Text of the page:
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Culture

German Sex Shops Please, We're British

Germans know all about Beate Uhse's sex stores and mail-order business. Now the company is opening shop in the U.K. But whilst lingerie and sex toys are on hand, X-rated videos aren't.

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Beate Uhse's motto: Sex up your life

For half a century, Beate Uhse ran an erotica empire that became synonymous with sex in Germany.

Movie theatres, a mail-order business and stores selling everything from toys and videos to lingerie and condoms are to be found from the company's northern base in Flensburg to the southern-most tip of Bavaria.

Ninety-eight percent of Germans know about Uhse, who died in 2001 just two years after the company went public on the German stock exchange.

This week, the Beate Uhse group opened its first store in the U.K. and with it its entry into the English-speaking world. In the coming years, it seems, Europe's sex sellers may be ready to take on the American giants at Hustler and Playboy.

200 stores across Europe

The store in Sutton -- deep in London's suburbia -- is not what Beate Uhse followers are used to, however. Many of the 200 Beate Uhse stores in nine European countries have covered windows and video booths and 90 percent of sales at Beate Uhse stores have traditionally been to men.

But earlier this year, a new generation of managers set out to change that. Norway was the testing ground for a new concept – a brighter, more inviting atmosphere that features lingerie near the front of the store and sex toys at the back. Sex videos, which account for 40 percent of sales in traditional stores, are nowhere to be found.

The result? Nine out of 10 customers in the four stores opened in Norway this year are women, according to a company press release.

And Beate Uhse executives are expecting more of the same in Britain. "I'd be surprised if the women of Sutton don't wear lingerie from our store," Michael Vaughan, the U.K. manager told the Guardian.

"Good potential here"

Company Chief Financial Officer Otto Lindemann added: "Trading in erotic products has by no means been exhausted in Great Britain. We see a good potential here."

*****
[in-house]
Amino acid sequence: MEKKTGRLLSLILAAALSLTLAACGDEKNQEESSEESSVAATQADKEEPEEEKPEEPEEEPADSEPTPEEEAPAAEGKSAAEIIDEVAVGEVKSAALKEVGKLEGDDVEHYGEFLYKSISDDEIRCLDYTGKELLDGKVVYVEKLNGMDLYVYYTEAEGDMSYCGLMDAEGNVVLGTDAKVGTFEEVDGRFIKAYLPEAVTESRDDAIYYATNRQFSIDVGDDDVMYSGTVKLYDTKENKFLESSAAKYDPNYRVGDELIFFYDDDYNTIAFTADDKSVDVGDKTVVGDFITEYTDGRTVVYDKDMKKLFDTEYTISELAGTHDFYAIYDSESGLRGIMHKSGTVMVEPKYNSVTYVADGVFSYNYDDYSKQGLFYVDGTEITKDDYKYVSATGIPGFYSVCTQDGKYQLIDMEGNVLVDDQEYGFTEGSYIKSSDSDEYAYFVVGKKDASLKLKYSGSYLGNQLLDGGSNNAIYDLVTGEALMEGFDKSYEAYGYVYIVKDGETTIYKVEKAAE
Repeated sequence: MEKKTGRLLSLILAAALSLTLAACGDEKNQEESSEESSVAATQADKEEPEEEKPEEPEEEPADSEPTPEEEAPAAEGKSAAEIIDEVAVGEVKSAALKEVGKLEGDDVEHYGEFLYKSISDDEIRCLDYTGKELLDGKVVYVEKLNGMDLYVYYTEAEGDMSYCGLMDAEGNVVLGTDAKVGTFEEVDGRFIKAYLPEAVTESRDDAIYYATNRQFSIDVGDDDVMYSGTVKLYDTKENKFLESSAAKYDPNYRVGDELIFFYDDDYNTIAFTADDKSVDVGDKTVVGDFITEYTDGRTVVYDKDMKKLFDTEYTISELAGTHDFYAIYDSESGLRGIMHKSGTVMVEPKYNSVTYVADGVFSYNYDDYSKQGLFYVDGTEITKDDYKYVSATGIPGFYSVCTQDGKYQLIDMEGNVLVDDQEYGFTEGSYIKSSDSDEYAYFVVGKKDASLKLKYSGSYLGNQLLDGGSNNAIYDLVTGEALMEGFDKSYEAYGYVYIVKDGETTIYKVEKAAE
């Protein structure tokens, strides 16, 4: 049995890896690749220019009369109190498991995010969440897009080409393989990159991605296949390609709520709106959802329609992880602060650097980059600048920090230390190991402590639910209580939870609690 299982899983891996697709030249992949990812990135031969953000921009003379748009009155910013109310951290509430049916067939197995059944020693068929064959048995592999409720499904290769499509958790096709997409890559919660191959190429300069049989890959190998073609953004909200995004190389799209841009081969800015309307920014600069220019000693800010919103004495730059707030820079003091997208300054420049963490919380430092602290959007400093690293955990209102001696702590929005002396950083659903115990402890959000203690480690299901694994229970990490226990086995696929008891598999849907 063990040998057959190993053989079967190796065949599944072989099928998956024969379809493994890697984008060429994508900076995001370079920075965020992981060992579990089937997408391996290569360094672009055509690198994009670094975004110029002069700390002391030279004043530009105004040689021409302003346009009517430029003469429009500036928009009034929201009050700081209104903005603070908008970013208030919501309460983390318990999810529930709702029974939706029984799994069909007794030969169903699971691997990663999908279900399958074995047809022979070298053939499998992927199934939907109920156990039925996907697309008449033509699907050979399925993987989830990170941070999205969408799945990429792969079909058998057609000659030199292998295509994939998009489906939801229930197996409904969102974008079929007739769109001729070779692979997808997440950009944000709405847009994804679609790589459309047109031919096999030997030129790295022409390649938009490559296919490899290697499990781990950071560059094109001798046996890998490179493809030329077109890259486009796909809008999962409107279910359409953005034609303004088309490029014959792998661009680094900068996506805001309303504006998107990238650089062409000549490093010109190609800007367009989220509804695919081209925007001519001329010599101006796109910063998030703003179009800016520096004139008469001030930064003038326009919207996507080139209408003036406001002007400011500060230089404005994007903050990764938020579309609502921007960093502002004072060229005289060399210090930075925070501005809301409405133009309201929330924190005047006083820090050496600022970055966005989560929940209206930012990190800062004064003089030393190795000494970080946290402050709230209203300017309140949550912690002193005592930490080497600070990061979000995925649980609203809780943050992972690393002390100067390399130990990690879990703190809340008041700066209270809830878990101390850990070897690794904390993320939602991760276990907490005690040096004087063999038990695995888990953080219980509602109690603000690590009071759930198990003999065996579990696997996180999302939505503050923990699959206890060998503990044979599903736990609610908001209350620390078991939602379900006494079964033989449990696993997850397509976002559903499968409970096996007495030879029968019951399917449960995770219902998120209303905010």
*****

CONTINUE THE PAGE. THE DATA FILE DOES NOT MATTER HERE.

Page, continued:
In the next several years, Beate Uhse plans to open about 100 new stores aimed at women shoppers. To accommodate this growth, the company is planning a new distribution and logistics center in Amsterdam and is expanding its Hungarian factory operation where rubber and latex products are produced. Also planned is an expansion of its mail-order business into the United States.

With an expected 250 million euros in sales expected this year, the company has come a long way since its beginning shortly after the end of World War II.

Village beginnings

In a 1998 interview with the Chicago Tribune, Uhse recalled village life in the months following the war when the men slowly began returning home. "The joy was overwhelming, and after three months a baby was on the way," Uhse said.

Indeed, Uhse started out by providing information on birth control to women in her native village. "The pill was not yet invented, and condoms were not to be had. Women came and said, 'Beate, what could we do?' "

Uhse, whose mother was one of the first women doctors in Germany, went to the library to research methods of natural birth control and then wrote up a small brochure based on what she learned. At first she copied the brochure by hand, but eventually she found a printer who printed it in exchange for five pounds of butter.

Uhse sold 32,000 copies in the first year. And a business was born.

Uhse offered this advice about sex: "It's important that both have basically the same desires about life. Not only about sexuality. Sexuality is very, very important, but if you don't have the same ideas about life and if you quarrel about should we take our holiday on the beach or should we take it in the Alps, the best sexuality dies."

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